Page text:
I was thinking about it later, and I should have hit my driver. A good shot would probably have cleared the pond, and if I had sliced it, all it would have done was put me over in the fairway to the right of the pond where I was trying to go with my 3 wood. No risk really, and much greater reward. 

 

 

This is a good example of what I was saying about the driver being the smart play sometimes. If you know you can clear the water, hit the driver. If it fades you're good; if it doesn't, you're golden.

 

Quote:
Originally Posted by GlobalGolf View Post

Agreed! I think the key is knowing that if you're going to "play safe", then play safe! Knowing where to miss and playing smart should take a few strokes off your game. If it doesn't it should at least make your round a little less stressful.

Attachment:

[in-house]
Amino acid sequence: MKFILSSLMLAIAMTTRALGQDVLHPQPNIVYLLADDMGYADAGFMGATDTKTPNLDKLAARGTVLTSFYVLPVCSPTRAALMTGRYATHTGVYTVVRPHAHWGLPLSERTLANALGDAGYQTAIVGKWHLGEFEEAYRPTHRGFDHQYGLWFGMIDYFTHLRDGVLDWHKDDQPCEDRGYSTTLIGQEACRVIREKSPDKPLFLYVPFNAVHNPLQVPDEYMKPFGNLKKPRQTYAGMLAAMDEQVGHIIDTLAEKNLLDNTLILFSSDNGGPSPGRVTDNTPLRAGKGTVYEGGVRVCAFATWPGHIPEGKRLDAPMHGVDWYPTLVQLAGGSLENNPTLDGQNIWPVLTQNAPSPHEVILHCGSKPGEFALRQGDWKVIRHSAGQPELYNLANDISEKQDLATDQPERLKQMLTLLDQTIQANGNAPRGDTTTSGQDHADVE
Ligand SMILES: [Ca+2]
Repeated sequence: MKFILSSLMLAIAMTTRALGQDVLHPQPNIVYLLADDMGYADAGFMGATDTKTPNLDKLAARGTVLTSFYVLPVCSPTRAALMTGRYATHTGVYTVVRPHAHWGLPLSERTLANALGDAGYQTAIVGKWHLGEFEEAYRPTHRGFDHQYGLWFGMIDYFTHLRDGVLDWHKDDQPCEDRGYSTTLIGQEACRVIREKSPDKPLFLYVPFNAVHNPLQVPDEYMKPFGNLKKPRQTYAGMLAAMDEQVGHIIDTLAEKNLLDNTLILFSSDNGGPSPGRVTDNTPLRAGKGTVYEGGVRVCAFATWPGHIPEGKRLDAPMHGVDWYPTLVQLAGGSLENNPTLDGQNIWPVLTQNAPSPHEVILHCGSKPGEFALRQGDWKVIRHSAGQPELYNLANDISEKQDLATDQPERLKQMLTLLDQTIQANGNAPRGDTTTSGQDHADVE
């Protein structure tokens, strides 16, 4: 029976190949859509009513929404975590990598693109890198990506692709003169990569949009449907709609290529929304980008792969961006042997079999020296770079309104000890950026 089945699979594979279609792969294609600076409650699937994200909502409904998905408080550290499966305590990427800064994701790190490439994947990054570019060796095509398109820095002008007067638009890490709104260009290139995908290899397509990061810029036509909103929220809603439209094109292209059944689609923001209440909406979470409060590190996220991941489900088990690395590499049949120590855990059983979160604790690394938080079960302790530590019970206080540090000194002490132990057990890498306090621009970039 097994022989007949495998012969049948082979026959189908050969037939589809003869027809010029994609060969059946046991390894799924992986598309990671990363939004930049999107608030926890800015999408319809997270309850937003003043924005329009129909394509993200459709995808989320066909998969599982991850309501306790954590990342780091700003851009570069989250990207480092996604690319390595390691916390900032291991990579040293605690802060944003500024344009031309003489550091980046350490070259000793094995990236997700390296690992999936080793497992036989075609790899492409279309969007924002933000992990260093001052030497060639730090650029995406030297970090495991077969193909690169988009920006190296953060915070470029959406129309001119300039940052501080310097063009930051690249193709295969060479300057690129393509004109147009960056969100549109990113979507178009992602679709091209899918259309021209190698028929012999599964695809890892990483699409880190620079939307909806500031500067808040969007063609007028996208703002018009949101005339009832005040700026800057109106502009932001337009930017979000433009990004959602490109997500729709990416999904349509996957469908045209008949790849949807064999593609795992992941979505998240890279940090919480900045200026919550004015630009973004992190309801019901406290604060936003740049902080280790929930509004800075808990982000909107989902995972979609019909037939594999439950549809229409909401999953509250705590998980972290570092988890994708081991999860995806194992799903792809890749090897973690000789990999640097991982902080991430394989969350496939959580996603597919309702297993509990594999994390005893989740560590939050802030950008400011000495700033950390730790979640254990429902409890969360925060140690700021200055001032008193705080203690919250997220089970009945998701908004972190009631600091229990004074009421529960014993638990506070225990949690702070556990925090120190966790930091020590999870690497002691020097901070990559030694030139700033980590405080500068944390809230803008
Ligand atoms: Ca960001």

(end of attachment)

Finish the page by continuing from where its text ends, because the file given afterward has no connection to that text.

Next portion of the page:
Good point. Taking an iron off the tee that requires a more accurate shot isn't necessarily playing safe. And knowing where to miss is one of the first things to identify before hitting a shot. Even the pros don't hit it perfectly every time, so we mere mortal definitely need a contingency plan.

 

You'll see a lot written about ignoring hazards to prevent negative thoughts. I think that's a terrible way to approach a hole. If I come up to the hole that Lash posted a map of, I'm going to first look at the water, because that's the worst-case scenario. Then everything I decide is based on the fact that I need to not be in the water to have a chance at birdie or par. Since I have a tendency to hook my driver, I'm probably not taking driver out.